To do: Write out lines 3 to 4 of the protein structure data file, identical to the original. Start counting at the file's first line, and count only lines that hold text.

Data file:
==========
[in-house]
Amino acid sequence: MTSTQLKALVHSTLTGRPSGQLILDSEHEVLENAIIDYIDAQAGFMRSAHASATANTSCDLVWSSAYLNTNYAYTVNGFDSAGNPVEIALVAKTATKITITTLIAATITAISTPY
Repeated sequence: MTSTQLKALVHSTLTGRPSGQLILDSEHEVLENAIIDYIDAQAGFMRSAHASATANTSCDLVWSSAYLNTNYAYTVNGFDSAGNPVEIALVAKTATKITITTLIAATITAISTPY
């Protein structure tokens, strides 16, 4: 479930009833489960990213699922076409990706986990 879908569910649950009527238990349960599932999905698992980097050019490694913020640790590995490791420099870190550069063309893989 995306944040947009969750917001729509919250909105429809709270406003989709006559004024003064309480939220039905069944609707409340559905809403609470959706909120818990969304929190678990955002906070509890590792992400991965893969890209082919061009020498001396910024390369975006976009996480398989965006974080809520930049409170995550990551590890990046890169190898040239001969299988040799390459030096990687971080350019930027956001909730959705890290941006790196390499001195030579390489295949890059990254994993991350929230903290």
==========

Repeated sequence: MTSTQLKALVHSTLTGRPSGQLILDSEHEVLENAIIDYIDAQAGFMRSAHASATANTSCDLVWSSAYLNTNYAYTVNGFDSAGNPVEIALVAKTATKITITTLIAATITAISTPY
């Protein structure tokens, strides 16, 4: 479930009833489960990213699922076409990706986990 879908569910649950009527238990349960599932999905698992980097050019490694913020640790590995490791420099870190550069063309893989 995306944040947009969750917001729509919250909105429809709270406003989709006559004024003064309480939220039905069944609707409340559905809403609470959706909120818990969304929190678990955002906070509890590792992400991965893969890209082919061009020498001396910024390369975006976009996480398989965006974080809520930049409170995550990551590890990046890169190898040239001969299988040799390459030096990687971080350019930027956001909730959705890290941006790196390499001195030579390489295949890059990254994993991350929230903290």